Kimberley Region

Australians say that the Kimberley region is the final frontier. It is about half the size of Texas with only 26,000 inhabitants, there are 1.2 million acres of cattle ranches with extensive Aboriginal tribal lands. It was first explored in the 1890’s but it is only in the last 20 years that travelers have begun to discover this vast space. It is a blood red desert that is sliced with lush, forest-filled gorges inhabited by all sorts of creatures including freshwater crocodiles and stingrays.

The coastline is torn by tropical fjords that house tidal waterfalls which flow horizontally. Everything is on a huge scale, in the dry season you will find Desert Rivers that swell from 100 meters wide to a huge 13km wide in the wet season, generations of isolation has left Kimberly the most Aboriginal part of Australia. You can find remote communities that speak their own language newspapers and radio stations.

216km northeast from Broome you will find Derby which is the hub for the huge cattle producing centre of West Kimberley, with only a population of 10,000 very little has changed over the decades. Sightseeing here is mostly done by light aircraft; the flight will take you over King Sound and the Buccaneer Archipelago, one of the worlds most beautiful and spectacular coastlines which will take your breath away, red cliffs, a maze of islands and white beaches. The area is virtually uninhabited except for the mining communities of Cockatoo Island and Koolan Islands. From derby you can go one of two ways the Great Northern Highway or the Gibb River Road this cuts through the centre of Kimberley.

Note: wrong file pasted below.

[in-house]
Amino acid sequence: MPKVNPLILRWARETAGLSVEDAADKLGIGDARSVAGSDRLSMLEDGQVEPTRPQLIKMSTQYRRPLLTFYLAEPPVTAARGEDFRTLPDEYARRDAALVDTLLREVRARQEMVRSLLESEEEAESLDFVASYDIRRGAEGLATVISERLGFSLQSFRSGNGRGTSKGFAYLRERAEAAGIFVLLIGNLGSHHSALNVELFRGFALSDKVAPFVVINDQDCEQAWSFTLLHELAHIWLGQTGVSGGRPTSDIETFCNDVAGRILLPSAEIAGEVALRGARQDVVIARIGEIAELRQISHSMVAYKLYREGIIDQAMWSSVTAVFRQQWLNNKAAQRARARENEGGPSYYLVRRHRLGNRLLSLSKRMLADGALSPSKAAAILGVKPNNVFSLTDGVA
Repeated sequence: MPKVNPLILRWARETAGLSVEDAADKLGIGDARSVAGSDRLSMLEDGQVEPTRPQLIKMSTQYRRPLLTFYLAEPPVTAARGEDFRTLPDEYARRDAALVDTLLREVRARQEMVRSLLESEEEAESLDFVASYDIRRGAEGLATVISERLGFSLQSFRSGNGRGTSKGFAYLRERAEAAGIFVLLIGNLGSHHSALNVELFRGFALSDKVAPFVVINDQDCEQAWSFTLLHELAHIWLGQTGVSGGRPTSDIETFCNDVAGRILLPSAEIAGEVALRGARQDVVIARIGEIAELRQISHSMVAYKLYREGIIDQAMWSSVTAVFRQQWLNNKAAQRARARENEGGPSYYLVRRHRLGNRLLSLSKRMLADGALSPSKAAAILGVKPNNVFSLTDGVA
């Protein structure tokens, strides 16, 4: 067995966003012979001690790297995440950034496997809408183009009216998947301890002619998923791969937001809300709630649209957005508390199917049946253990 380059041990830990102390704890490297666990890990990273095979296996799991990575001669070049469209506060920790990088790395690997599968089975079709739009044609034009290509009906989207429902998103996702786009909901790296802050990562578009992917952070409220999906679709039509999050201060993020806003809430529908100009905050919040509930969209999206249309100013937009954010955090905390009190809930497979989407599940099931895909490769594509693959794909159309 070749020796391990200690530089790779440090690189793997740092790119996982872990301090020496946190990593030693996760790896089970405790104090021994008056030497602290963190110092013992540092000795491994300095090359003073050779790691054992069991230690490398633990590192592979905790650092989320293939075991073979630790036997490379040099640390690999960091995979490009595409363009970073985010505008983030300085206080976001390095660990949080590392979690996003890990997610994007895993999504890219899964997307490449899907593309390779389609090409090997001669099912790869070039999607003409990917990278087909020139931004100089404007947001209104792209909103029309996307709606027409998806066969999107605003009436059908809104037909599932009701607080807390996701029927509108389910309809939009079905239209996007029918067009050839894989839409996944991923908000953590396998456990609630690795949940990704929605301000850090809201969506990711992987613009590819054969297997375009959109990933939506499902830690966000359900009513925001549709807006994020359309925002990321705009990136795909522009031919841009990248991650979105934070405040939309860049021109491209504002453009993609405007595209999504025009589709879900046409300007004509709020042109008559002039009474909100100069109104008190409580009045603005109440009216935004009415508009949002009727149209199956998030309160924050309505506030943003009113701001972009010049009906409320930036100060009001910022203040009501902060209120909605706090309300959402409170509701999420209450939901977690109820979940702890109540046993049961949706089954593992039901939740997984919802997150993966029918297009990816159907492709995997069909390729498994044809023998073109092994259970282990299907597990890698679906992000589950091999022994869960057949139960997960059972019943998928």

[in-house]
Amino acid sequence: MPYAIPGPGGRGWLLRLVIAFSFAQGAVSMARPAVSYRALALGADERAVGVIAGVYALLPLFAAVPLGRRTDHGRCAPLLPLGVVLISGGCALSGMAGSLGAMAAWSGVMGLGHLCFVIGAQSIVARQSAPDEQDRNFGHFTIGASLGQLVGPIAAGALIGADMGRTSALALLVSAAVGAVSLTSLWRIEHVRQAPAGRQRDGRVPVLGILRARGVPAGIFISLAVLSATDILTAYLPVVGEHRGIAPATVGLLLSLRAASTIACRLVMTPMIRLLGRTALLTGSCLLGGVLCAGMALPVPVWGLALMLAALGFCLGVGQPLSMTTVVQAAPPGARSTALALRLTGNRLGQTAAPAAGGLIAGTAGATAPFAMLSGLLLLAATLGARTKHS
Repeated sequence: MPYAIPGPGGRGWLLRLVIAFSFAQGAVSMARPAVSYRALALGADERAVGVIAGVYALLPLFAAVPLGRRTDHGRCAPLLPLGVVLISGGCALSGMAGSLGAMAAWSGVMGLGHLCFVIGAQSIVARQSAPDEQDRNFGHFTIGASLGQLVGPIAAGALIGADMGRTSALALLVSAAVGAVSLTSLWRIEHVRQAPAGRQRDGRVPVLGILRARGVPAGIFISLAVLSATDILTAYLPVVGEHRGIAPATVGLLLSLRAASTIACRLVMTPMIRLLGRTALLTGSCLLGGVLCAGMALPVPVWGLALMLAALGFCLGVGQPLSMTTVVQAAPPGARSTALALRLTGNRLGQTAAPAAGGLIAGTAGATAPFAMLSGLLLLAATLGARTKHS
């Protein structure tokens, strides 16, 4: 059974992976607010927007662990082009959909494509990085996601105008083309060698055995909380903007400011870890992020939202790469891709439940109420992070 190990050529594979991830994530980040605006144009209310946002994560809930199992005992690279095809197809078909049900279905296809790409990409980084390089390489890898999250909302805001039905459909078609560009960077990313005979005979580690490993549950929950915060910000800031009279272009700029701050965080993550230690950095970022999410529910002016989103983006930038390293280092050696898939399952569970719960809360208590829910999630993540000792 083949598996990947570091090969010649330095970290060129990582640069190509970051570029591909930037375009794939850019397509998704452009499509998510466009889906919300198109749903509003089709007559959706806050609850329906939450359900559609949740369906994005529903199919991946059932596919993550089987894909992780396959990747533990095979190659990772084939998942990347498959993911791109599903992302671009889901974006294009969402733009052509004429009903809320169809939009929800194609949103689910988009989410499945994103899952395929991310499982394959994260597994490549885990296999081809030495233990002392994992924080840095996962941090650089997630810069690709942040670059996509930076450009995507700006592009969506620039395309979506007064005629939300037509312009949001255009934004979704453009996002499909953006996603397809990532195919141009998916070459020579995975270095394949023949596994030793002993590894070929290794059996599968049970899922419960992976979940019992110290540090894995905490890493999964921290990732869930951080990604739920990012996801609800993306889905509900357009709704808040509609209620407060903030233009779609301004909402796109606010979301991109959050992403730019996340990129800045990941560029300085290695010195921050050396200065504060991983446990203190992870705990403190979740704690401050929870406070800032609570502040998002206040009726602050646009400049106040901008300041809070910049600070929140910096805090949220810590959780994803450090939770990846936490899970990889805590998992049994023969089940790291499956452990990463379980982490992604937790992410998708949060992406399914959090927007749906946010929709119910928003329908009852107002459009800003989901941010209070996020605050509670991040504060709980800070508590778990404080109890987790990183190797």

As you keep going there are a number of unbelievable places that you pass through or travel towards here are just a few, Wolfe Creek, Bungle Bungle Range, Purnululu National Park and Argyle Diamond Mine which is a true gem of Kimberley, it is the world’s largest extracting more than 6.5 tonnes per year. This mine was discovered in 1979 and remains the only source of deep pink diamonds; air tours to the mine are available.

Perth Central

The world’s remotest state capital city is closer to Bali than Sydney. The state is mostly barren and parched; the north however is lushly tropical, from September to November people travel from the eastern states to see the huge profusion of wildflowers which turns the south into a collage of colors. The vastness coupled with the small population gives this state a strong sense of being a new frontier, this impression is heightened when with just a few hours drive away you arrive into the Outback.

When planning a trip in WA, it is a must to keep an eye on the map scale and distances. It is very easy to have a great weekend planned to only find that it would mean driving some 1600km. If you are in Perth with a limited time scale, consider joining an organized excursion.

In Perth you are spoilt for choice when it comes to things to see and do, the city takes full advantage of its setting on the Swan River. On the edge of the main business district, set up high on an escarpment lies Kings Park, a 400-hectare of botanical gardens and bush land offers panoramic views over the city and river. From these views you are able to see such sites as the Swan Bells a gift from the St Martin-in-the-Fields Church, Trafalgar Square, London to mark Australia’s bicentenary in 1988.